Steve St. Pierre will never forget the reactions from the people in his circle when he told them that he was leaving behind his home in Edwardsville, Illinois, and moving his family to north St. Louis. Instead of quizzical looks, questions about his motivations and plans, or words of encouragement, the comments that were thrown his way ranged from doom to gloom. Why on earth would he do such a thing? Did he not realize he was going to ruin his young children's lives? Wasn't he scared?
St. Pierre wasn't necessarily taken aback, because he, too, had similar questions. Edwardsville had been his home for eighteen years; there, he, his wife Lisa and their three young children had good lives, a nice home, a successful toy store and by all markers were doing well. However, St. Pierre could not help but feel that he was being called to do something different. He describes the feeling as a crisis of faith wherein he began questioning the Christian tradition he had been brought up in and what it really meant. These questions got even more urgent while on a mission to Kenya with his church. There, he was particularly moved by the story of a seven-year-old girl who had lost both her parents to AIDS and had recently been attacked while manning her uncle's home, and he questioned how the God he believes in could allow such suffering. That's when it hit him: To truly live in the love he wanted to live in, he had to enter into the places where that seemed to be lacking.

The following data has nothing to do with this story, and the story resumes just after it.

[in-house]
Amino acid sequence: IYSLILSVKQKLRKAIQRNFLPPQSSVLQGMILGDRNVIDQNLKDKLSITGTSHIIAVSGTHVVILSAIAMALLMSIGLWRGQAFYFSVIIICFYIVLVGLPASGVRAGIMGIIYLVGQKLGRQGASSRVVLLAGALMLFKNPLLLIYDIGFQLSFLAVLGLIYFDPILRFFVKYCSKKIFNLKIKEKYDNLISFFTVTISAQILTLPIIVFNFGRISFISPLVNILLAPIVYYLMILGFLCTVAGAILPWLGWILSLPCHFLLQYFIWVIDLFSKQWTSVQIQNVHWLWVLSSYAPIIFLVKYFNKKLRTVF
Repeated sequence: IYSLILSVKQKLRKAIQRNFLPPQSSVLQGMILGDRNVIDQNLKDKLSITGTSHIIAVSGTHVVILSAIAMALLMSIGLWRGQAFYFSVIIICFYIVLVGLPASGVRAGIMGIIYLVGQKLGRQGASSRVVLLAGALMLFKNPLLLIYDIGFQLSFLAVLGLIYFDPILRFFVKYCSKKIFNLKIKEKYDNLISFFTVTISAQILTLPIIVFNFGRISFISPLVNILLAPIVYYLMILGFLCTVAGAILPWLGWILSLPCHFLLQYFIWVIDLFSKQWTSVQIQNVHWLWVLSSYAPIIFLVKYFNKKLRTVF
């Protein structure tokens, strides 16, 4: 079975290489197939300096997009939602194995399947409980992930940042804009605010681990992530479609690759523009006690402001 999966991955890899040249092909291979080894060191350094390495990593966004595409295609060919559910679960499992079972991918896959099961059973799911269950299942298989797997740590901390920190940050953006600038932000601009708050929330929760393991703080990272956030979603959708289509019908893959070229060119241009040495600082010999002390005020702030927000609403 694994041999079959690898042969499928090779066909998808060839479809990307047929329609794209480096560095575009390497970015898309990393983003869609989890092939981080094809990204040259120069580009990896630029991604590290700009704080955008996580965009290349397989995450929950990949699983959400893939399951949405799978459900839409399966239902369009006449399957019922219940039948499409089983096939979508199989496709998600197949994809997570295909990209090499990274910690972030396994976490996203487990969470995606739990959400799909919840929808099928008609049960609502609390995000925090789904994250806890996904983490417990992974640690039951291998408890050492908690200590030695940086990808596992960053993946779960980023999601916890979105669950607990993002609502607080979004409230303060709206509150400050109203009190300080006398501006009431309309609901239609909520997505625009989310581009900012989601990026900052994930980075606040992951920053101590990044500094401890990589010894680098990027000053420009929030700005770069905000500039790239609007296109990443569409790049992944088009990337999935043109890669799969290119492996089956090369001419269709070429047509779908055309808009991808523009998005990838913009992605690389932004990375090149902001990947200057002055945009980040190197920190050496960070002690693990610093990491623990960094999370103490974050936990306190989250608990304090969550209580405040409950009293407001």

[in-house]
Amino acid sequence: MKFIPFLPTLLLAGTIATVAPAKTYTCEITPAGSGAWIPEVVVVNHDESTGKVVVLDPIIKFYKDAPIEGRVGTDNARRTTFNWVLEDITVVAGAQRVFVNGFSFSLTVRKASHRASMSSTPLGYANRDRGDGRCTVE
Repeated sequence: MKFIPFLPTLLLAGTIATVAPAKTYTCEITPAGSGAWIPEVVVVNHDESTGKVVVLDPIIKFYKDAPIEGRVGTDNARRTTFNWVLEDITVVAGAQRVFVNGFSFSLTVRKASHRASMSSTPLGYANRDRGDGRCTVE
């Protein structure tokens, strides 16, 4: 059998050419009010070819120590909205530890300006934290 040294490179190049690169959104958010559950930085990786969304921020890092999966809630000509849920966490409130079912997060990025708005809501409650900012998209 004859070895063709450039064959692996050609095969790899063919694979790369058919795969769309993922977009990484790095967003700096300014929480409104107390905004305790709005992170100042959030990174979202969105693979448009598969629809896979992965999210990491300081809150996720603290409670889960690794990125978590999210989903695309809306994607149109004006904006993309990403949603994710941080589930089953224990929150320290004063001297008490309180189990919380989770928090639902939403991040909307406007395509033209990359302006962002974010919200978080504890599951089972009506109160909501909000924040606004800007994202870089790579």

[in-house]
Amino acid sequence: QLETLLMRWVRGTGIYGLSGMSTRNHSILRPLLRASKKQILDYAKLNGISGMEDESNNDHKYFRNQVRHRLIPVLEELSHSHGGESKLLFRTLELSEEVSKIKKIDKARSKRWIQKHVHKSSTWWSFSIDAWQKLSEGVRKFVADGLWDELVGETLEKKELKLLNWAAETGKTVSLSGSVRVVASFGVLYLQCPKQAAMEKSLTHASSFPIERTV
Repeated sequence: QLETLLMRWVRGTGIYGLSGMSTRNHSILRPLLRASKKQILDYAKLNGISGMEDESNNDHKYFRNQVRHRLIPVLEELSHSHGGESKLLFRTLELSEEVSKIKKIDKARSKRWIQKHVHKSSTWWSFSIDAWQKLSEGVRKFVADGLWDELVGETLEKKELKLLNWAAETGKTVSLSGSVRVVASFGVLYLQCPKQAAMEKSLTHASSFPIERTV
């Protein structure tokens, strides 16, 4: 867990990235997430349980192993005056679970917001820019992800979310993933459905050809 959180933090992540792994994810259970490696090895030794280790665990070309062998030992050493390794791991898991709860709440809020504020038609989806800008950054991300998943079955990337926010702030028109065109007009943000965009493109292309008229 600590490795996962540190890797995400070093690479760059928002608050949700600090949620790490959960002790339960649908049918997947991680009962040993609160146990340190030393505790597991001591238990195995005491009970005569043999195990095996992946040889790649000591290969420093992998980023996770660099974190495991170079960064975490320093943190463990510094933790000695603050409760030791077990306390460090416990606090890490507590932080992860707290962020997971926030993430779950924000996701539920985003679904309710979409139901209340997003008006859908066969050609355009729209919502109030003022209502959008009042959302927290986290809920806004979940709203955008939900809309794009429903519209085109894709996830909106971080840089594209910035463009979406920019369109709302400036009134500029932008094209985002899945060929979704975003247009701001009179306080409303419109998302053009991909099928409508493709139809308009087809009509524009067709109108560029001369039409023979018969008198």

When he left for the trip, he thought that place might be Kenya. However, before returning to the States, he realized that he was being called somewhere a little closer to home. He shared his thoughts with his wife, and less than a week after landing home, they were looking at a house off of Goodfellow Boulevard, five blocks north of the Delmar Loop. They closed on it a month later, packed up their belongings, and left Edwardsville to start their new life in the community they wanted to serve.
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That service took the form of Restore St. Louis, a ministry that helps people in the community with things like home repair, health care and tutoring. The organization also started a school and put significant effort into trying to combat human trafficking in the area — tremendously important efforts but, as St. Pierre would come to realize after a conversation with a local gang member, efforts that were incomplete. During that talk, the young man in question told St. Pierre that, while he appreciated all that he was doing, what his community really needed was jobs. His words hit St. Pierre hard, and while on a plane back from a speaking engagement, St. Pierre started sketching out a plan for what a jobs-focused ministry would look like. By the time he landed, he had the full plan for Have A Cow Cattle Company, Urban Farm Store and Café.
- MABEL SUEN
- A selection of items from Have A Cow: Field Greens salad, The Whole Farm burger, sides, cinnamon roll, The Porker sandwich and pancakes.
To call the entire Have A Cow operation ambitious is an understatement. Though they had no farming experience, the St. Pierres bought a 180-acre cattle ranch in Owensville, Missouri, in 2017 and established a herd to begin producing grass-fed beef. Four years later, that beef is sold directly to consumers and at Have A Cow's Urban Farm Store and Cafe, which is located in St. Louis' Gate District. All three prongs of the outfit — the farm, the store and the restaurant — exist with the intention of providing job opportunities for people throughout the St. Louis community.